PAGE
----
What to see in the Old Quarter of Hanoi: lots of history and culture
Hanoi, the capital of Vietnam, breathes history everywhere. Hanoi itself is not an incredibly beautiful city, but the Old Quarter of Hanoi has a special charm.
The old architecture of the Old Quarter of Hanoi blends with the French buildings of the colonial era. The narrow streets are filled with tourists walking around, souvenir shops, motorcycles parked on the sidewalks, bar terraces or simply locals sitting squatting and talking in the middle of the street.
Hanoi’s Old Town is where you’ll find almost everything you need to see if you visit the capital of Vietnam. If you want, you can get lost walking through those little streets and enjoy it like a child, but I also recommend you to visit some of the historical places that are in the old quarter of Hanoi and that are worth a visit because of their beauty and/or their history. So here is a list of the 5 most interesting places to see in Hanoi’s Old Quarter.
What to see in the Old Quarter of Hanoi?
1. Hoan Kiem Lake (Sword Lake)
The most famous lake in the city is located in the old district of Hanoi. It is called Hoan Kiem Lake (Sword Lake). In the center of the lake there is a small island with a monument called the Turtle Tower dedicated to the fact that it was the fishing place of a Vietnamese king (Le Thanh Tong).
2. Jade Mountain Temple
Also in the lake we find the Temple of Jade Mountain. It was built in 1865 dedicated to the Confucianism and Taoist philosophers and a national hero, Tran Hung Dao.
3. Morning Sunlight Bridge
The temple is accessed by a beautiful and striking red wooden bridge. It’s one of the most famous attraction of the city. It has a really curious nickname: Morning Sunlight Bridge.
4. St Joseph’s Cathedral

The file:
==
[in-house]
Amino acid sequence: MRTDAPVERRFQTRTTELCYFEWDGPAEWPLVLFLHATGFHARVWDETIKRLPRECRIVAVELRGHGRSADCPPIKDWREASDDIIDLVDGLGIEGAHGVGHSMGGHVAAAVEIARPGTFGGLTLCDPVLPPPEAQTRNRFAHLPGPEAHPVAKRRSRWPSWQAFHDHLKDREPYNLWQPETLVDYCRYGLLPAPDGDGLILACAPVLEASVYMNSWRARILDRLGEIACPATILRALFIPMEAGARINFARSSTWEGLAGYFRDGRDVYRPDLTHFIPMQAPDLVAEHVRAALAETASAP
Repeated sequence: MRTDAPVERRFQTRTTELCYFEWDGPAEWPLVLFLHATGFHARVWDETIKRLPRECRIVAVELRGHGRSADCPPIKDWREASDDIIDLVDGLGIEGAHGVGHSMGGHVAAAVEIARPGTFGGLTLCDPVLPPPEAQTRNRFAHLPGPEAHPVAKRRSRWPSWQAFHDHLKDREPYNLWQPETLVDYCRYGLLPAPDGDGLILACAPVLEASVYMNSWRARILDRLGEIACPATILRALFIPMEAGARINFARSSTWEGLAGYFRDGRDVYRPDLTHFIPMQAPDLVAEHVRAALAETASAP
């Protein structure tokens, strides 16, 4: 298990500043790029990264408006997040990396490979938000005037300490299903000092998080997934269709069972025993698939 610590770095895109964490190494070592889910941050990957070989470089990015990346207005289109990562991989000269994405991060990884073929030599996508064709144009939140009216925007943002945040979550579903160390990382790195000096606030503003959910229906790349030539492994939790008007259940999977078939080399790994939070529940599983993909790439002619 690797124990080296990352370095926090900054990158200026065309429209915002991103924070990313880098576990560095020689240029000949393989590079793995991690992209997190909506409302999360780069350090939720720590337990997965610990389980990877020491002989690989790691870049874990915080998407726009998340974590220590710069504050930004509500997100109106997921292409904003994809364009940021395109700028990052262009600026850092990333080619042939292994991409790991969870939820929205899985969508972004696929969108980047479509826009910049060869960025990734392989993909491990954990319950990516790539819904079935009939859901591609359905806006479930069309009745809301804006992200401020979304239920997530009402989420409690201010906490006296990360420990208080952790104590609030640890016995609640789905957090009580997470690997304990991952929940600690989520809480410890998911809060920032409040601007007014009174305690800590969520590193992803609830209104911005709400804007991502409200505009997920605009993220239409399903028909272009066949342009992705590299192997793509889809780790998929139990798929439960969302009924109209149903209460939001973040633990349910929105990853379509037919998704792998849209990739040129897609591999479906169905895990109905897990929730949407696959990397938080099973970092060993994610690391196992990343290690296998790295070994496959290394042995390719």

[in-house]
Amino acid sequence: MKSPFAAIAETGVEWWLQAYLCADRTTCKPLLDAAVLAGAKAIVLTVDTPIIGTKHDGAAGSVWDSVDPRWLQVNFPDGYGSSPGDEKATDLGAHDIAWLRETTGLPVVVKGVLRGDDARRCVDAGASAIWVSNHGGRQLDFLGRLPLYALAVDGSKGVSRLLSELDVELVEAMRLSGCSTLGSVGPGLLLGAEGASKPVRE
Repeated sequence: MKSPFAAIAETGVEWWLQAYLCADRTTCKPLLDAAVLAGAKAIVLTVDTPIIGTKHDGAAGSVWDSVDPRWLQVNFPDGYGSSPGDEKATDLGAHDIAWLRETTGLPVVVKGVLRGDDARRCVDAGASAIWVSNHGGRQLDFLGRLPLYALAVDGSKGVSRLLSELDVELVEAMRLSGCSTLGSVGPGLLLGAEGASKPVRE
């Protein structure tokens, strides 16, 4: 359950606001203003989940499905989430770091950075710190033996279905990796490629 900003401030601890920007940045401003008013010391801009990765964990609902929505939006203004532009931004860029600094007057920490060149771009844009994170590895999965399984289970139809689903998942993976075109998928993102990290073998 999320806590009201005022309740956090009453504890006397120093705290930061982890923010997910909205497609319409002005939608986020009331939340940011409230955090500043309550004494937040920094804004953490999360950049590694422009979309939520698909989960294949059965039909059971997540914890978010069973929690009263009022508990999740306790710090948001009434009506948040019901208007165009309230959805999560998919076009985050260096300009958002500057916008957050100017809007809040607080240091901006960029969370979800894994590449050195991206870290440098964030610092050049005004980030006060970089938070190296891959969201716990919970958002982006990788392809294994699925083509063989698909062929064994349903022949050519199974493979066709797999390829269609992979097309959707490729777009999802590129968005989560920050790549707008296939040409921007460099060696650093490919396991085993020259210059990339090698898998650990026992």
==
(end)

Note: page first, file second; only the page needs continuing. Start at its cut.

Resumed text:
Near Hoan Kiem Lake, you will also find St. Joseph’s Cathedral, another of the best known sites in the Old Quarter. It’s a Catholic Cathedral that was built in 1886 with a neo-Gothic style. Its imposing facade stands out especially for being surrounded by small buildings and alleys.
5. Hoa Lo Memorial Prison
Hanoi’s Hoa Lo Prison is a historic prison converted into a museum. It was used by French settlers to incarcerate Vietnamese political prisoners, and later, by North Vietnamese to incarcerate American prisoners of war during the Vietnam War.
A walk through the prison is a journey into the horror of war and torture. A visit is a must to understand a little of the history of this country and the strength of the Vietnamese people.
What to see outside of Hanoi’s Old Quarter?
Visit to the Mausoleum of Ho Chi Minh
Another must-see in Hanoi is the mausoleum where the embalmed body of Ho Chi Minh, a national hero who always fought for Vietnam’s independence and freedom, against both the French and the Americans, is kept.
It was chilling to walk in silence near the body of the person who has most influenced this country in decades and above all to witness the sadness on the faces of the people, many of them, with tears in their eyes.
Where do you stay during your trip to Hanoi?
The two days we stayed in Hanoi were spent walking around the old town, which is where all the hotels, all the bars and the atmosphere are. We were meeting people from the hostel (Hanoi Backpacker Hostel) and meeting native couchsurfers to explain more about their country.
Apart from that, we also try to find a little party in the capital. We went to a bar and it closed at twelve in the morning, so we were a little disappointed… (At the end of 2017 I returned to Hanoi and I can say that the party theme has improved a lot. Nowadays, there are a lot of bars and clubs where you can go out any day of the week).
Trip from Hanoi To Sapa
After visiting much of Vietnam, I have no doubt that Hanoi was the city I liked best in Vietnam. Once we saw the capital of Vietnam we took the bus to see the rice terraces of Sapa and meet the ethnic minorities living there. Our last three days in Vietnam were spent trekking in the mountains.
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Nothing is more precious than independence and liberty.
– Ho Chi Minh –